As I will examine in this study of waterfront redevelopment at Jack London Square, the business plans, architectural/landscaping designs, and historic memorabilia drummed up by Oakland civic, business and port leaders, from 1951 through to the early twenty-first century, repeatedly changed their focus as a result of cross-bay rivalry. The two cities had long competed for businesses and residents, using city planning to improve their transportation infrastructure and, later, their tourist draw. From 1951 through the 1960s, themed restaurants in Jack London Square multiplied, and the Port of Oakland cobbled together seafaring artifacts and Jack London memorabilia. Starting in the 1970s, private businessmen and the Port took on grander retailing approaches that progressed from a woodsy maritime village to a shopping mall to an artisanal foods market. Each time, Jack London Square was made over in light of events across the bay: the 1960s conversion of brick warehouses and factories into the retailing/restaurant venues of Ghirardelli Square and the Cannery; the late 1970s construction of a vast shopping and entertainment complex on Pier 39; and the early 2000s redevelopment of the Ferry Building, closer to downtown San Francisco, into a locavore food emporium. Yet each time, Oakland’s attempts to compete with San Francisco fell short.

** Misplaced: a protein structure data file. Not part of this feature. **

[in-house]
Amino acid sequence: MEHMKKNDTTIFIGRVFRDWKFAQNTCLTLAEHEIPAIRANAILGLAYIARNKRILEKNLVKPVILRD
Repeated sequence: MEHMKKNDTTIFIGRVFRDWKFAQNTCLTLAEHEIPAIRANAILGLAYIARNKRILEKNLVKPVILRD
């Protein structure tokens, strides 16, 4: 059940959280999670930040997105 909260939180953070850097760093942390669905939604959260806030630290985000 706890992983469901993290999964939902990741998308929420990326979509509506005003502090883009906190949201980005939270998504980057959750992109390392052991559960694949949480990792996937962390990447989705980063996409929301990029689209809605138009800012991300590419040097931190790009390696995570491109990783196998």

A Tale of Two Waterfronts: Oakland's Jack London Square Competes with San Francisco
Mitchell Schwarzer is a Professor of Visual Studies at California College of the Arts and author of, most recently, Architecture of the San Francisco Bay Area: History and Guide (William Stout Publishers, 2007)
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Mitchell Schwarzer; A Tale of Two Waterfronts: Oakland's Jack London Square Competes with San Francisco. California History 1 November 2014; 91 (4): 6–30. doi: https://doi.org/10.1525/ch.2014.91.4.6
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